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Canada 150


      Un Momento with Caterina Edwards

      Aug. 3, 2016

      Caterina EdwardsCaterina Edwards is one of the most groundbreaking and powerful writers in Canada today. She is one of the first writers to write about the Italian immigrant experience in Canada through her plays, fiction and memoirs. Her work has won many awards and established her as a strong voice on the Canadian literary scene. Her recent novel, The Sicilian Wife, took the book world by storm, getting attention from The National Post as well as a spot for its author at The Vancouver International Crime Writer’s Festival. The novel is extremely gripping and set both in Sicily and Edmonton. It tells a thrilling story of a woman trying to escape from the Mafia to find a new life. In June, Caterina was inducted into Edmonton’s Arts and Culture Hall of Fame for her contribution as an artist.

      Your novel, The Sicilian Wife, has been described as a “literary noir”. Was it difficult to write a thrilling mystery?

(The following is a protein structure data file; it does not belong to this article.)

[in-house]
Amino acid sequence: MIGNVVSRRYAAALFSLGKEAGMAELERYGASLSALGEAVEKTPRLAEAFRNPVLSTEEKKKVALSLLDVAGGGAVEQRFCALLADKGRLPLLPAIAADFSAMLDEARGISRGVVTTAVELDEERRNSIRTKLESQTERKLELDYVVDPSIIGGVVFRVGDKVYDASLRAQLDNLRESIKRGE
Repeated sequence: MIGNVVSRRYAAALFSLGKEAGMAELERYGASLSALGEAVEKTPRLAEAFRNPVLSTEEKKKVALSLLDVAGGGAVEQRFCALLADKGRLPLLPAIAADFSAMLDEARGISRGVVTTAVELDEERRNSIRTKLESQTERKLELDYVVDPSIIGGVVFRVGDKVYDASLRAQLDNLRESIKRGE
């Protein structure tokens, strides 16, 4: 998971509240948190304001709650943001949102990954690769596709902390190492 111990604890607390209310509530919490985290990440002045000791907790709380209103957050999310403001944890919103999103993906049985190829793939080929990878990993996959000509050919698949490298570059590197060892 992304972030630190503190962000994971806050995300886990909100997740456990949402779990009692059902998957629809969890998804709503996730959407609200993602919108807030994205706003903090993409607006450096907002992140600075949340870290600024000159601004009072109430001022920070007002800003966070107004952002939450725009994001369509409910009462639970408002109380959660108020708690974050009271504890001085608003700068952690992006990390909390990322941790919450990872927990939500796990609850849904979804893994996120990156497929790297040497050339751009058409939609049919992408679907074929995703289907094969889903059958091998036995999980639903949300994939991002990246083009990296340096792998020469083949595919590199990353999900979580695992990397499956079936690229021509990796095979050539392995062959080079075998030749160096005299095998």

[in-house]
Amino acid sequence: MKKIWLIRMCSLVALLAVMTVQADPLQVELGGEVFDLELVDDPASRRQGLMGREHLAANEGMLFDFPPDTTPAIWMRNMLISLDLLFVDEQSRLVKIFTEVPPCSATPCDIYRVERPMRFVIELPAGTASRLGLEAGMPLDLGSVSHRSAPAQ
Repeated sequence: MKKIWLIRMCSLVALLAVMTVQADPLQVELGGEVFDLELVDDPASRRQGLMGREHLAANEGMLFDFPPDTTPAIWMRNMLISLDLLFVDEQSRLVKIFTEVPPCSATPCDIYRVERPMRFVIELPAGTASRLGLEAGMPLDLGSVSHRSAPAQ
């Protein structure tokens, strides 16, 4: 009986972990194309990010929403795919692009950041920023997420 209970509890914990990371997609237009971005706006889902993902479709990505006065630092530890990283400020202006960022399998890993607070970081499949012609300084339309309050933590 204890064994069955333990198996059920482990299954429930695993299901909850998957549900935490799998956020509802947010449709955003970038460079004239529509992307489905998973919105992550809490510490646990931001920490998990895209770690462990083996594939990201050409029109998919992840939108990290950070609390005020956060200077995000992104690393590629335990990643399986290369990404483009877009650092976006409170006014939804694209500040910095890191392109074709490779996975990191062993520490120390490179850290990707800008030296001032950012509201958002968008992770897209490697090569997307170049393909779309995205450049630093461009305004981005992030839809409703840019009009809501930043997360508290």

I found it much more difficult than I expected. I had to discipline myself, cut out many passages that were unnecessary or self-indulgent, especially the lyrical passages. And the mechanics of a mystery plot were tough, in particular controlling and coordinating the time sequence of events in both Italy and Canada. I did try to follow some of the mystery form, using suspense, placing my detective in danger, and having that detective and the chief villain confront each other face to face. I am proud of that chapter.

      How much research did you need to do to write this novel?

      Much more than I expected. I read a number of books on the Sicilian Mafia and the women in that organization. I consulted with two Edmonton policemen, one of whom was Italian-Canadian. A Questore in Italy generously let me spend a day watching him work and answering my questions. It was important to me to give a sense of Sicily in its complexity. I visited three times with my husband and daughters. I interviewed a number of my husband’s relatives and friends. I read works on Sicilian history and anthropology, as well as Sicilian writers (in the original Italian): Verga, Lampedusa, Vittorini, Camillieri, and most inspiring, Leonardo Sciascia. The Sicilian tales in Calvino’s Fiabe. The newly translated Beautiful Angliola, The Great Treasury of Sicilian Folk and Fairy Tales: I used it all the way through.

      Do you think that this novel will become a series?